East meets West: the Middle Pleistocene site of Rodafnidia on Lesvos, Greece
Nena Galanidou, James Cole, Giorgos Iliopoulos & John McNabb Antiquity 87:336 (June 2013): Project Gallery.
Από την εισαγωγή (στα Αγγλικά)
This paper introduces a new inter-disciplinary and international research project focused on the Palaeolithic site of Rodafnidia on the Greek island of Lesvos, located in the north-eastern Aegean Sea. Rodafnidia, near the village of Lisvori, is less than a kilometre away from the south-western shore of the large Kalloni Gulf. It is a prolific open-air site spanning the Lower and Middle Palaeolithic. What makes this site unique is the richness of its Acheulean lithic assemblage which, so far, makes it unparalleled in Greece.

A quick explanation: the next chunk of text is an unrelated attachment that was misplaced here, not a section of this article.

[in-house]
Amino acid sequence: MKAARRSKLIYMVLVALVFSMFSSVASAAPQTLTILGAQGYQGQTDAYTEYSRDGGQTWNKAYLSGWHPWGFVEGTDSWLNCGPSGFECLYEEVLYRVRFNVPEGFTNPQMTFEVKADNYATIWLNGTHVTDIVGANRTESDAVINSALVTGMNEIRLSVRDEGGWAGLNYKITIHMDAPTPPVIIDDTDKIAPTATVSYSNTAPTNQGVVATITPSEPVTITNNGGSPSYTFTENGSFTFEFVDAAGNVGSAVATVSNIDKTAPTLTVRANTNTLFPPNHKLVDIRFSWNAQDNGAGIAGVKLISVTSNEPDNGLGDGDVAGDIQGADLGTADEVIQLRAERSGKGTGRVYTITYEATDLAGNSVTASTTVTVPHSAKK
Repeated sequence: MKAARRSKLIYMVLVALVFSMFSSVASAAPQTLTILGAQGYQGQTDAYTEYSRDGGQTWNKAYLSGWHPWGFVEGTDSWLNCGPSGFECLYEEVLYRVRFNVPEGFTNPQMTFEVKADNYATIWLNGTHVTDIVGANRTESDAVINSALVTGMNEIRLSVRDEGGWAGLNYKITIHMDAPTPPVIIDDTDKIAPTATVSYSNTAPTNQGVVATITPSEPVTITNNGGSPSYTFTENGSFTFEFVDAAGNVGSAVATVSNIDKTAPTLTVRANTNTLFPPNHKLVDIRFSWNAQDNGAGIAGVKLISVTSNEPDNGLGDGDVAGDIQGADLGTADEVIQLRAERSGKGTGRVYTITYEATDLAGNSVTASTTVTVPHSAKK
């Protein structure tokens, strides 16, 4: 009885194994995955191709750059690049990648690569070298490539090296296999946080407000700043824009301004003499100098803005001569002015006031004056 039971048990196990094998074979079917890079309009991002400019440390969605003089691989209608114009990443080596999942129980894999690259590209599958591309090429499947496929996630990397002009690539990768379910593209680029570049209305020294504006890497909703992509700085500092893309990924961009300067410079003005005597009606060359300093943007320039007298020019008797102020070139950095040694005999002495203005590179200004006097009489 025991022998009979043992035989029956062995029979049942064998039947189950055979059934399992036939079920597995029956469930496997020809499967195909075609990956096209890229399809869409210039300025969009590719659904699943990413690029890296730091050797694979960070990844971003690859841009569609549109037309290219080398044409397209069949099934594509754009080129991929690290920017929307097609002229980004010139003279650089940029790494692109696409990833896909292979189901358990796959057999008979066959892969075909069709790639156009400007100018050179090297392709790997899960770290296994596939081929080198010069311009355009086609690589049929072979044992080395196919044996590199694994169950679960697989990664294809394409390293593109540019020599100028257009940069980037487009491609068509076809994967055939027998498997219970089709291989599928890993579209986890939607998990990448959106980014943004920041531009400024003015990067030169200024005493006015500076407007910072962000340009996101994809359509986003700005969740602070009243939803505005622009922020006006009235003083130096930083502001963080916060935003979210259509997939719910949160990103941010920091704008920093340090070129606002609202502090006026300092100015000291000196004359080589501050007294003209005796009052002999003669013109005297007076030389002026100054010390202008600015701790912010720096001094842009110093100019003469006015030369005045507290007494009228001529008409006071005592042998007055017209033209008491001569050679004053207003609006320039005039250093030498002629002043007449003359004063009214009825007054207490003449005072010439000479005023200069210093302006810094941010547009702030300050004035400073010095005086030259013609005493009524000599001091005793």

The island of Lesvos is separated from the Anatolian coast by two sea straits: Mouselim and Mytilene. A glacial sea-level drop of only 50m would be enough to expose the eastern strait and connect the island with the Asian mainland, allowing hominin and terrestrial animal migration. Several fossiliferous sites have been found in Early Pleistocene deposits on the south coast of the island with over 15 mammal taxa including the giant macaque (Paradolichopithecus arvernensis), which is characterised as continental and reflects a proximity to Anatolia. The site of Rodafnidia introduces the human perspective into the rich palaeontological record of Lesvos and adds a new point to the Palaeolithic map of the north-eastern Mediterranean.